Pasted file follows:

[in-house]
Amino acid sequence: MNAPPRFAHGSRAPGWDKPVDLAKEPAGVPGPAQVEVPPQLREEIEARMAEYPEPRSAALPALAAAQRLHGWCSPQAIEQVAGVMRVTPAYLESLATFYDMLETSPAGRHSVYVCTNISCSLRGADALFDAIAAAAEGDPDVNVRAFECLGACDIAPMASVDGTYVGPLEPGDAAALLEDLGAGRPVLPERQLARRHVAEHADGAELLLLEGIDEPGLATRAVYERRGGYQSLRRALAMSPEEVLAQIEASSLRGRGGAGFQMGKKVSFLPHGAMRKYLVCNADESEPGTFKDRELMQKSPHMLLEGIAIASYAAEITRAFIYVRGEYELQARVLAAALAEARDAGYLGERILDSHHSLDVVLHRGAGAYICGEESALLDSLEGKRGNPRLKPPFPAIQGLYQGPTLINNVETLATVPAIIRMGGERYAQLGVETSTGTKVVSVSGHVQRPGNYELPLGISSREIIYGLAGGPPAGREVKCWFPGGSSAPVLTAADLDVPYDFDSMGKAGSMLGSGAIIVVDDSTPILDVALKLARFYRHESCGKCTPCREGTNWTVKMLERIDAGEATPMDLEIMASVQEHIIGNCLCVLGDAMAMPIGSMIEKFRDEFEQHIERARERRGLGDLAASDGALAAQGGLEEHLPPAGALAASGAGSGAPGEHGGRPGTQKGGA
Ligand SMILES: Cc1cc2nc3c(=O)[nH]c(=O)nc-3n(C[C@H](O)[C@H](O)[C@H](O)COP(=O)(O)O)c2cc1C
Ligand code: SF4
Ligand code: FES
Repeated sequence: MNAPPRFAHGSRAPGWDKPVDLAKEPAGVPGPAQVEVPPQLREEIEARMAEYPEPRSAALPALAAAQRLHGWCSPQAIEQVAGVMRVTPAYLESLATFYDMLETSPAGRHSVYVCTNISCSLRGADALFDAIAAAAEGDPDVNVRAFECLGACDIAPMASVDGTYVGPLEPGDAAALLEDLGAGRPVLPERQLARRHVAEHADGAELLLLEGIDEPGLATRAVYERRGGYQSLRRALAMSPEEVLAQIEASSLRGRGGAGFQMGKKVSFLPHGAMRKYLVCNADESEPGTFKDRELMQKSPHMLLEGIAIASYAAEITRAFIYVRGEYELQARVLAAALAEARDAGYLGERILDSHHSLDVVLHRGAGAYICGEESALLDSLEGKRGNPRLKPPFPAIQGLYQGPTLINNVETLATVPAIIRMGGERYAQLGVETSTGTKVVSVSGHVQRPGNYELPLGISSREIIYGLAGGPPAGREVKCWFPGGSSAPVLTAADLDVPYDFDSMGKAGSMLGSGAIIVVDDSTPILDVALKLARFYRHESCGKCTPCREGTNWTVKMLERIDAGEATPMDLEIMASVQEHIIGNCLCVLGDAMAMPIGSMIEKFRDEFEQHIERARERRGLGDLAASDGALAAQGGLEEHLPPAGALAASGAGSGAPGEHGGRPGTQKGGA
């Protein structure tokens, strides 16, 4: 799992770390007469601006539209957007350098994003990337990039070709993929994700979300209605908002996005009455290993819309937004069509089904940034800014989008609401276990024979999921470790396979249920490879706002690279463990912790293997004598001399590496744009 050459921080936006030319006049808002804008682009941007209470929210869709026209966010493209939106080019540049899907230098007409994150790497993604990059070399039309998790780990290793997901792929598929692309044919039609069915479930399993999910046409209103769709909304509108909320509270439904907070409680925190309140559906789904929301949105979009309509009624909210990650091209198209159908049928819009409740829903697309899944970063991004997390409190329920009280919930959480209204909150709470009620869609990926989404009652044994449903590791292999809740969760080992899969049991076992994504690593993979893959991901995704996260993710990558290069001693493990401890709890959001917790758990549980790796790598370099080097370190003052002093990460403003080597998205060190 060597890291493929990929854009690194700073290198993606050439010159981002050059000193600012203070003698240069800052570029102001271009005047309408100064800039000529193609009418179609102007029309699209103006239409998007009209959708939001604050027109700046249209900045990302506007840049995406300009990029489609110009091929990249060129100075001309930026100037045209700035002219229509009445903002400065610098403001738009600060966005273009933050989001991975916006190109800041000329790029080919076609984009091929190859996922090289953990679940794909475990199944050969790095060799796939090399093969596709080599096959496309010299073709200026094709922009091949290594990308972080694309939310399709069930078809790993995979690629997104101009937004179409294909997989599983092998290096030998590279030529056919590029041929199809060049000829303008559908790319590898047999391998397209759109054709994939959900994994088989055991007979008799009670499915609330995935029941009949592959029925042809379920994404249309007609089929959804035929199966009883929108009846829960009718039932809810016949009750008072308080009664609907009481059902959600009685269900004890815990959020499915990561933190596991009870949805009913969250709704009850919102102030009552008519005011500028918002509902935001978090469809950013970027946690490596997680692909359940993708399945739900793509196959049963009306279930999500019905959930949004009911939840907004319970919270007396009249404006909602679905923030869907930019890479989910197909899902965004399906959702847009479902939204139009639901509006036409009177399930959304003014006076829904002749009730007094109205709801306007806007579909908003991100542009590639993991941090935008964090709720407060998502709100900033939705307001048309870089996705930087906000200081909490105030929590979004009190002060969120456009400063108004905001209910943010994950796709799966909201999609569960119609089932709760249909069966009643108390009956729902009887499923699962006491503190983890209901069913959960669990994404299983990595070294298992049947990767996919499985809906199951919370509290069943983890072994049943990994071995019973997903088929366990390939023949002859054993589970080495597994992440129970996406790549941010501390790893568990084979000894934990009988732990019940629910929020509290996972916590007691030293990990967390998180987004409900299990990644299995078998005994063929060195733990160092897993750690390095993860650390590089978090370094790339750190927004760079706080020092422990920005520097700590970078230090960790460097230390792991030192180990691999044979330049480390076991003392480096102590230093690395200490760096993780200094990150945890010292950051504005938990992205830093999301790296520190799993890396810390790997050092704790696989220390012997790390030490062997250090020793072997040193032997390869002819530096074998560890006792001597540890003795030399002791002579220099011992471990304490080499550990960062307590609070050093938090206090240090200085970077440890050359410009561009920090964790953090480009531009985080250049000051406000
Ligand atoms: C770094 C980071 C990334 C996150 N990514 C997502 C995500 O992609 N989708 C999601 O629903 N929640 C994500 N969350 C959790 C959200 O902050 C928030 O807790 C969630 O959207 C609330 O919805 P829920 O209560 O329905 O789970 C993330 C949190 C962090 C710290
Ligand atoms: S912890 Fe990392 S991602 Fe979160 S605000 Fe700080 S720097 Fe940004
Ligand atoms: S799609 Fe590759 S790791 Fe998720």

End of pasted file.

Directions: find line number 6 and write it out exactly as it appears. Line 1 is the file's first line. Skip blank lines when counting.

Repeated sequence: MNAPPRFAHGSRAPGWDKPVDLAKEPAGVPGPAQVEVPPQLREEIEARMAEYPEPRSAALPALAAAQRLHGWCSPQAIEQVAGVMRVTPAYLESLATFYDMLETSPAGRHSVYVCTNISCSLRGADALFDAIAAAAEGDPDVNVRAFECLGACDIAPMASVDGTYVGPLEPGDAAALLEDLGAGRPVLPERQLARRHVAEHADGAELLLLEGIDEPGLATRAVYERRGGYQSLRRALAMSPEEVLAQIEASSLRGRGGAGFQMGKKVSFLPHGAMRKYLVCNADESEPGTFKDRELMQKSPHMLLEGIAIASYAAEITRAFIYVRGEYELQARVLAAALAEARDAGYLGERILDSHHSLDVVLHRGAGAYICGEESALLDSLEGKRGNPRLKPPFPAIQGLYQGPTLINNVETLATVPAIIRMGGERYAQLGVETSTGTKVVSVSGHVQRPGNYELPLGISSREIIYGLAGGPPAGREVKCWFPGGSSAPVLTAADLDVPYDFDSMGKAGSMLGSGAIIVVDDSTPILDVALKLARFYRHESCGKCTPCREGTNWTVKMLERIDAGEATPMDLEIMASVQEHIIGNCLCVLGDAMAMPIGSMIEKFRDEFEQHIERARERRGLGDLAASDGALAAQGGLEEHLPPAGALAASGAGSGAPGEHGGRPGTQKGGA